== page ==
Introduction to Batteries
Batteries are electrochemical devices that store electrical energy for later use. Batteries can either be used once and discarded such as the common dry cell alkaline batteries, or recharged for multiple employment. We use Batteries for many applications everyday including power supply for cell phones, laptops, and for starting automotive engines. These applications typically require relatively small amounts of electrical power, either because the devices are small and not energy intensive, or because the power is used for a very short period of time. The cost of energy in the form of AAA batteries is about $165 per kWh, more than a thousand times higher than the cost of the same electrical energy from a grid connected utility. Batteries are also used for various grid applications.
The amount of energy stored in typical batteries is much smaller than the amount of energy used in residential and commercial buildings, which means that many batteries need to be connected in a bank to provide appropriate capacity. This is a familiar problem for the many Alaskans that live off the grid and rely on generators and battery banks to provide power.
Most conventional batteries have high maintenance costs and a limited lifetime — a typical lead-acid battery will last five to six years in most remote power applications if properly maintained. This means that the cost of storage, (calculated by dividing the cost of the battery by the total number of kilowatt-hours (kWh) of storage possible) is generally much higher than the cost of generating electricity directly from fuel, which means that batteries are generally not appropriate for long-term energy storage.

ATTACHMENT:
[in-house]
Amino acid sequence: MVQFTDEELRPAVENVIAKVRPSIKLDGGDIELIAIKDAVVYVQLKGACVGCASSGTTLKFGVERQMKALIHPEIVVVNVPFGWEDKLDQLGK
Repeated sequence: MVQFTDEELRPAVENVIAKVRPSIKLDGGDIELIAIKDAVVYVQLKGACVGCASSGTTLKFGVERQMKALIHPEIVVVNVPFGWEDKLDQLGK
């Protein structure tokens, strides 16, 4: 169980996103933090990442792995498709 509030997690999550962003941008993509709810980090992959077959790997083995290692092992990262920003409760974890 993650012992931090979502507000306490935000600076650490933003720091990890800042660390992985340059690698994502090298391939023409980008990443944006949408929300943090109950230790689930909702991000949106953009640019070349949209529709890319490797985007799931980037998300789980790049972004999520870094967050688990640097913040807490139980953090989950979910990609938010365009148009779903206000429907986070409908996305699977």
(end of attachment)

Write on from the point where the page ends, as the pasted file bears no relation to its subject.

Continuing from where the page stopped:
Batteries are currently used in small scale Alaska village applications to provide short-term energy storage to allow transition between a variable renewable energy source, like wind or hydro power and a dispatchable generator. Since batteries operate on direct current (DC), a power inverter is also required to allow them to supply and be charged by alternating current (AC). There are many types of batteries with different operating characteristics.
Increased market focus on high-quality, lightweight, inexpensive, and high-power density batteries for the electric and hybrid car markets will hopefully result in new battery types that hold promise for remote applications in the coming years.
Several battery types can be considered for rural applications, however many of these systems are still currently precommercial.
|Lead-Acid Batteries||Ni-Cad Batteries||Flow Batteries||Liquid Metal Batteries|
Links, Resources, and Documents
- Bishop, D. (2012). GVEA BESS Expected and Actual Performance. Golden Valley Electric. 2012 Energy Storage Workshop: Power Point Presentation.
- Stalker, D. (2012). Energy Storage Finding Balance. Demand Energy. 2012 Energy Storage Workshop: Power Point Presentation.
- Xtreme Power. (2012). Battery Based Energy Storage in Alaska. 2012 Energy Storage Workshop: Power Point Presentation.
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